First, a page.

The principals list a variety of factors guiding class formation in lower secondary schools. Main deviations from random allocation are classes offering a special curricular emphasis (15 % of students) and smaller classes reserved for student with need for support (5 % of students). Half of the classes with a special emphasis are based on literacy subjects (e.g., language, mathematics) and the other half on other subjects (e.g., music, sports. Acceptance to these classes is based on a test or other indication of ability or interest. Students in the classes with special emphasis outperformed the students in the other classes in all cognitive tasks (independent effect of class ƞ2 = .17–.25, p < .001), and their learning-supportive attitudes were stronger than were those of students in other classes (independent effect of class ƞ2 = .12–.15, p < .001). The students in classes with an emphasis on some literacy subject outperformed those in classes with a none-literacy emphasis even if the overall better-performing girls were clearly overrepresented in the latter type of classes. As expected, the performance of students in the smaller classes was lower than that of those in other classes, confirming the Finnish phenomenon of a contrary correlation between class-size and achievement. The differences are somewhat bigger in the grades of all literacy subjects in students’ final report cards (independent effect of class ƞ2 = .21–.27, p < .001). The difference in the mean achievement (independent effect of class ƞ2 = .23, p < .001) can be seen to guide students’ choice of upper secondary track with attendance of a selective class reducing radically students’ probability of choosing the vocational track (46 % for students in ‘normal’ classes, 24 % for those in selective classes, and 85 % for students in the smallest classes).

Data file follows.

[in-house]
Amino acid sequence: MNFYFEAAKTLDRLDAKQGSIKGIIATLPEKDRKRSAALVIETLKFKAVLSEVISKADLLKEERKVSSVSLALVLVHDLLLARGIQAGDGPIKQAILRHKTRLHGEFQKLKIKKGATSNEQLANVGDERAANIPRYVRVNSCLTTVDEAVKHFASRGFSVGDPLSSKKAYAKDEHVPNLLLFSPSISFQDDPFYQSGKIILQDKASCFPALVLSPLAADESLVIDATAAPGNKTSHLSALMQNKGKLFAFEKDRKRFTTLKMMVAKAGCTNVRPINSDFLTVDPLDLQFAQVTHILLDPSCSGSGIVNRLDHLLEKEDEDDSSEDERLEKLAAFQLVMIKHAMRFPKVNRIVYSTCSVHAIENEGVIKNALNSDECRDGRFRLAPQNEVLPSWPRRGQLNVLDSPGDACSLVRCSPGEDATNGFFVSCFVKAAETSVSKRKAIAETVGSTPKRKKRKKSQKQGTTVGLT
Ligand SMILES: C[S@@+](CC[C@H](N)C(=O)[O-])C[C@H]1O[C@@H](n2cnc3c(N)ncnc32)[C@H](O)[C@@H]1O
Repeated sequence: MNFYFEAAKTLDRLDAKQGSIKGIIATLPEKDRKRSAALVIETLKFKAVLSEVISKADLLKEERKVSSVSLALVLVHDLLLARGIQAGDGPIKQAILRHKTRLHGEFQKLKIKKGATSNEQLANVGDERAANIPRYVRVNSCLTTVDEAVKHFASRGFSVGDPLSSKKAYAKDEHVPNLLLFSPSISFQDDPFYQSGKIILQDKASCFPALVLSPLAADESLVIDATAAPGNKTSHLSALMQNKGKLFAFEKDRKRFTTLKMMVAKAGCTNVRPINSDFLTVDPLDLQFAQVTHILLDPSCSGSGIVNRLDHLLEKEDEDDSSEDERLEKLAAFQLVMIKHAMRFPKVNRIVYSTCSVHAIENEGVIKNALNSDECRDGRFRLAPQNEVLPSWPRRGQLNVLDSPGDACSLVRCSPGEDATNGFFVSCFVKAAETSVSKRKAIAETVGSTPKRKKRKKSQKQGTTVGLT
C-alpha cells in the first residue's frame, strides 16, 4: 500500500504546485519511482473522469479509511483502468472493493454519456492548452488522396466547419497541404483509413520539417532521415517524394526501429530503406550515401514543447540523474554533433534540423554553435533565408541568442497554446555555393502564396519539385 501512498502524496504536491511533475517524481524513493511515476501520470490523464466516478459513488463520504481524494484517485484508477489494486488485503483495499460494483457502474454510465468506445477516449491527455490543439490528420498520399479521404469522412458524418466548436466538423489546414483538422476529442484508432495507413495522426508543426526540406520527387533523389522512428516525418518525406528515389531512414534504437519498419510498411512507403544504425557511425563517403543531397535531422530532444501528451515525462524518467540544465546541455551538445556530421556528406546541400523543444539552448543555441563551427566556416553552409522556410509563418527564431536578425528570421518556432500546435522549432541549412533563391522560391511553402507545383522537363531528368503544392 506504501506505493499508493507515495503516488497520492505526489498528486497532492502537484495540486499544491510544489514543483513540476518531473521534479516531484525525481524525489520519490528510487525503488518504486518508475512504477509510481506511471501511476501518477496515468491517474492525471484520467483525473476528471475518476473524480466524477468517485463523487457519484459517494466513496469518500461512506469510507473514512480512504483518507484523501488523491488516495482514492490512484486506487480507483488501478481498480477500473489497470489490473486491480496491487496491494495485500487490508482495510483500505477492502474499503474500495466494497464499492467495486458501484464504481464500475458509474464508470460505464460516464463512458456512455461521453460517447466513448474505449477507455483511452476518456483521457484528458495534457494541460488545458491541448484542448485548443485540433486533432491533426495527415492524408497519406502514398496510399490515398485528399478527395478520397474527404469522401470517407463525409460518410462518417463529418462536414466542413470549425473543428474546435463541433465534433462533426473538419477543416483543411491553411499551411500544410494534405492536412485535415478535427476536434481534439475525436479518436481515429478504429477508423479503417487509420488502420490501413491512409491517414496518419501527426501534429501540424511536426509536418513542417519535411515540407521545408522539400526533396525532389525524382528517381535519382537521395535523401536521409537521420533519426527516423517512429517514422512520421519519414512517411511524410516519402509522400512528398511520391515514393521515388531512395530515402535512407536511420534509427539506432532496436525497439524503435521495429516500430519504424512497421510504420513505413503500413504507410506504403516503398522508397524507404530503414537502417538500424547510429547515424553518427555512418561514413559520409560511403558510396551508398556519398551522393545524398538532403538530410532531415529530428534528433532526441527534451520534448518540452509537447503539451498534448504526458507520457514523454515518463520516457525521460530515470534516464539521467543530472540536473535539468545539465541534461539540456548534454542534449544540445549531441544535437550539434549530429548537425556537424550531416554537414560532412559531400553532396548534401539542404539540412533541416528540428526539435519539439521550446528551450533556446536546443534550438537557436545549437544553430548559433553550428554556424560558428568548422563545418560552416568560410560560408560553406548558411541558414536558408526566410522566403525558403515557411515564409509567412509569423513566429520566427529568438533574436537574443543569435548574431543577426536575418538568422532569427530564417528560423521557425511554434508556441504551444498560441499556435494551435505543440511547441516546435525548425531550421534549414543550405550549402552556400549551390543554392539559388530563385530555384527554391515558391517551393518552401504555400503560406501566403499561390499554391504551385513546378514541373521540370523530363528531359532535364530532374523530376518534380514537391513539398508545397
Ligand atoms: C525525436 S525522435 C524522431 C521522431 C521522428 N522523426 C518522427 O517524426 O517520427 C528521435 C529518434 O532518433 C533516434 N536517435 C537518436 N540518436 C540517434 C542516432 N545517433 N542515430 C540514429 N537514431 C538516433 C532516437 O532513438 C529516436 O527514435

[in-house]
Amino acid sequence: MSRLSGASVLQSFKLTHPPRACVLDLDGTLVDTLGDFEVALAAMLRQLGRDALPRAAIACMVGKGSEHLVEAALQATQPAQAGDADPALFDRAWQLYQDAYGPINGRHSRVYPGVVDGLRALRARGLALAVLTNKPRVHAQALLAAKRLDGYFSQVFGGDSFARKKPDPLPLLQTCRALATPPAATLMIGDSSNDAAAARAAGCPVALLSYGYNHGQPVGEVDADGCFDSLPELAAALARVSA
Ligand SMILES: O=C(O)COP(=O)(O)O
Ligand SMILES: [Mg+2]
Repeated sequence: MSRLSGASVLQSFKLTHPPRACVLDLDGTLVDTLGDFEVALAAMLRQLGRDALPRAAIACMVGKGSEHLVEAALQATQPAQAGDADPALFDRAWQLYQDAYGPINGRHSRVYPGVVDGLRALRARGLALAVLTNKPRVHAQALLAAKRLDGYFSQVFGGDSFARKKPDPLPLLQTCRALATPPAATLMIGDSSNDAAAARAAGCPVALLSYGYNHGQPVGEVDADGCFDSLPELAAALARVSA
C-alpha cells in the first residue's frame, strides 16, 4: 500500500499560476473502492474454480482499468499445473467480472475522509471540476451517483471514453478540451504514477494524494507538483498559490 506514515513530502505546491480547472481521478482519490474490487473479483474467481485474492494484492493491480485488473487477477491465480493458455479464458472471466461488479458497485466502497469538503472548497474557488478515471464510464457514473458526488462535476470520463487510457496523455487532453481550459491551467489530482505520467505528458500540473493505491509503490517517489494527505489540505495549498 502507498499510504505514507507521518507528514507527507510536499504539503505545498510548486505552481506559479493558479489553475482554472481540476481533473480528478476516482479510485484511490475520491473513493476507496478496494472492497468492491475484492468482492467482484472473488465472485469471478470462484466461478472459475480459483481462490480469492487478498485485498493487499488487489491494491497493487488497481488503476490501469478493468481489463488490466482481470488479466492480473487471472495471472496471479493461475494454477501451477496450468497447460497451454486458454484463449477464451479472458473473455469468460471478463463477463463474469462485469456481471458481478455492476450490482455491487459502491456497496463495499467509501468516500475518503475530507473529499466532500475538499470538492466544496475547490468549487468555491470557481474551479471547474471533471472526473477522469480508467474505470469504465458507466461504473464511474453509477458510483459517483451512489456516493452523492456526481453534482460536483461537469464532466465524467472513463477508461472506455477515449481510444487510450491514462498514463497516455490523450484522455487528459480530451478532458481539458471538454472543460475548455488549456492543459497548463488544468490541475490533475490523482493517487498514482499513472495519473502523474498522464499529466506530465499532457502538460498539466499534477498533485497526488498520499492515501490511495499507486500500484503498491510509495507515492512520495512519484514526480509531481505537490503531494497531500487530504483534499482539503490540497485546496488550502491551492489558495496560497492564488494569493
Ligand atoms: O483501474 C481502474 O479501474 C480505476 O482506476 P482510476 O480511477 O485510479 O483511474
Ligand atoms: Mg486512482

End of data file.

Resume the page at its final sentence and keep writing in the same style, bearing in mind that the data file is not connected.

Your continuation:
Chapman, M., Skinner, E.A., & Baltes, P.B. (1990). Interpreting correlations between children's perceived control and cognitive performance: Control, agency or means-ends beliefs. Developmental Psychology, 26 (2), 246-253. Chmielewski, A. K. (2014). An international comparison of achievement inequality in within-and between-school tracking systems. American Journal of Education, 120(3), 293–324. Csapó, B. (2007). Research into learning to learn through the assessment of quality and organization of learning outcomes. The Curriculum Journal, 18(2), 195-210. doi: 10.1080/09585170701446044 Demetriou, A., Platsidou, M., Efklides, A., Metallidou, Y. and Shayer, M. (1991) ‘The development of quantitative-relational abilities from childhood to adolescence: Structure, scaling, and individual differences’, Learning and Instruction, 1:19–43. Elliot, A.J. & Dweck, C.S. (1988). Goals: an approach to motivation and achievement. Journal of Personality and Social Psychology, 54 (1), 5-12. Entwistle, D., & Alexander, K. (1992). Summer setback: race, poverty, school composition and educational stratification in the United States. American Sociological Review, 57, 72–84. Figlio, D. N., & Page, M. E. (2002). School choice and the distributional effects of ability tracking: does separation increase inequality? Journal of Urban Economics, 51(3), 497-514. Inhelder, B. and Piaget, J. (1958) ‘The early growth of logic in the child’, London: Routledge and Kegan Paul. Kintsch, W. and van Dijk, T.A. (1978) Toward a model of text comprehension and production. Psychological review. Volume 85, Number 5, September 1987, 363-394. Loveless, T. (2009). Tracking and detracking: High achievers in Massachusetts middle schools. Thomas B. Fordham Institute. Marsh, H.W. (1990b) ‘The structure of academic self-concept: The Marsh-Shavelson model’, Journal of Educational Psychology, 82: 623-636. Ross, J.D. and Ross, C.M. (1979) ‘Ross test of Higher Cognitive Processes’, Novato, California: Academic Therapy Publications. Seppänen, P., Kalalahti, M., Rinne, R., & Simola, H. (Toim.). (2015). Lohkoutuva peruskoulu. Perheiden kouluvalinnat, yhteiskuntaluokat ja koulutuspolitiikka. Jyväskylä: Suomen kasvatustieteellinen seura. Kasvatusalan tutkimuksia 68. Sternberg, R. J., Castejon, J. L., Prieto, M. D., Hautamäki, J. and Grigorenko, E. L. (2001) ‘Confirmatory factor analysis of the Sternberg Triarchic Abilities Test in three international samples. An empirical test of the triarchic theory of intelligence’, European Journal of Psychological Assessment, 17:1-16. Zimmer, R. (2003). A new twist in the educational tracking debate. Economics of Education Review, 22(3), 307-315. Yang Hansen, K., Gustafsson, J.E., & Rosén, M. (2014). School performance differences and policy variations in Finland, Norway and Sweden. In Northern Lights on TIMSS and PIRLS. Differences and similarities in the Nordic countries. TemaNord 2014:528